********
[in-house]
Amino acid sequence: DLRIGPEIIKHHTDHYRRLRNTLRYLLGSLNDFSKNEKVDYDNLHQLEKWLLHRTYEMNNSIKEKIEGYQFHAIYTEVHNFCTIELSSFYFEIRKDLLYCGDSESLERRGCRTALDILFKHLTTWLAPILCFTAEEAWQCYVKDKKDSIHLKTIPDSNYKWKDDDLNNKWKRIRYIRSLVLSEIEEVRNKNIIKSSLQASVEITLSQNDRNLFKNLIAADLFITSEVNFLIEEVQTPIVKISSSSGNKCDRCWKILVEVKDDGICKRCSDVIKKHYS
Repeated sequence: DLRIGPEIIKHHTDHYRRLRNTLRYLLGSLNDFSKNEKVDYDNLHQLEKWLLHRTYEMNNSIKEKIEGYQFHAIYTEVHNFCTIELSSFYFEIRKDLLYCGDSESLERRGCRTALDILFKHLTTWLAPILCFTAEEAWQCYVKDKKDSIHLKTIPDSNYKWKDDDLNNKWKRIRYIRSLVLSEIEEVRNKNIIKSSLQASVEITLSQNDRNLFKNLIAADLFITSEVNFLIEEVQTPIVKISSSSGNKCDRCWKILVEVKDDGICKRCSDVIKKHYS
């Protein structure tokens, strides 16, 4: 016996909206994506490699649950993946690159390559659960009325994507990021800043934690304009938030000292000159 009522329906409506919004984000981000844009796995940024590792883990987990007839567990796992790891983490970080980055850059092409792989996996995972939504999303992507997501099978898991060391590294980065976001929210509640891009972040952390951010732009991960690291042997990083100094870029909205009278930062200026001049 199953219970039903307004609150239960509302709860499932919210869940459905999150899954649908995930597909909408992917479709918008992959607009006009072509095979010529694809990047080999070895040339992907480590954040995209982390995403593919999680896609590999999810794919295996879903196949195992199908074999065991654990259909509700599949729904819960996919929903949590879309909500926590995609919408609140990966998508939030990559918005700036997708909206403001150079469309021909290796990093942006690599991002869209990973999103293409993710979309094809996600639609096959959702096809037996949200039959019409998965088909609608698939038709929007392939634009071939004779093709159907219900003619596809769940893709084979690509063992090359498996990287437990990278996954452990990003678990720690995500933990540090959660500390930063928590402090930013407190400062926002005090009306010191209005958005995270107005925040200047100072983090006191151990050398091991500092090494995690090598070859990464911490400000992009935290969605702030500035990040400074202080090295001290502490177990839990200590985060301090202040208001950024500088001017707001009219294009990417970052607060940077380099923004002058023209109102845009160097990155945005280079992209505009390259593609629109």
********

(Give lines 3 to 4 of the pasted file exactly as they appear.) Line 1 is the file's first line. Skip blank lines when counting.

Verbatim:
Repeated sequence: DLRIGPEIIKHHTDHYRRLRNTLRYLLGSLNDFSKNEKVDYDNLHQLEKWLLHRTYEMNNSIKEKIEGYQFHAIYTEVHNFCTIELSSFYFEIRKDLLYCGDSESLERRGCRTALDILFKHLTTWLAPILCFTAEEAWQCYVKDKKDSIHLKTIPDSNYKWKDDDLNNKWKRIRYIRSLVLSEIEEVRNKNIIKSSLQASVEITLSQNDRNLFKNLIAADLFITSEVNFLIEEVQTPIVKISSSSGNKCDRCWKILVEVKDDGICKRCSDVIKKHYS
């Protein structure tokens, strides 16, 4: 016996909206994506490699649950993946690159390559659960009325994507990021800043934690304009938030000292000159 009522329906409506919004984000981000844009796995940024590792883990987990007839567990796992790891983490970080980055850059092409792989996996995972939504999303992507997501099978898991060391590294980065976001929210509640891009972040952390951010732009991960690291042997990083100094870029909205009278930062200026001049 199953219970039903307004609150239960509302709860499932919210869940459905999150899954649908995930597909909408992917479709918008992959607009006009072509095979010529694809990047080999070895040339992907480590954040995209982390995403593919999680896609590999999810794919295996879903196949195992199908074999065991654990259909509700599949729904819960996919929903949590879309909500926590995609919408609140990966998508939030990559918005700036997708909206403001150079469309021909290796990093942006690599991002869209990973999103293409993710979309094809996600639609096959959702096809037996949200039959019409998965088909609608698939038709929007392939634009071939004779093709159907219900003619596809769940893709084979690509063992090359498996990287437990990278996954452990990003678990720690995500933990540090959660500390930063928590402090930013407190400062926002005090009306010191209005958005995270107005925040200047100072983090006191151990050398091991500092090494995690090598070859990464911490400000992009935290969605702030500035990040400074202080090295001290502490177990839990200590985060301090202040208001950024500088001017707001009219294009990417970052607060940077380099923004002058023209109102845009160097990155945005280079992209505009390259593609629109």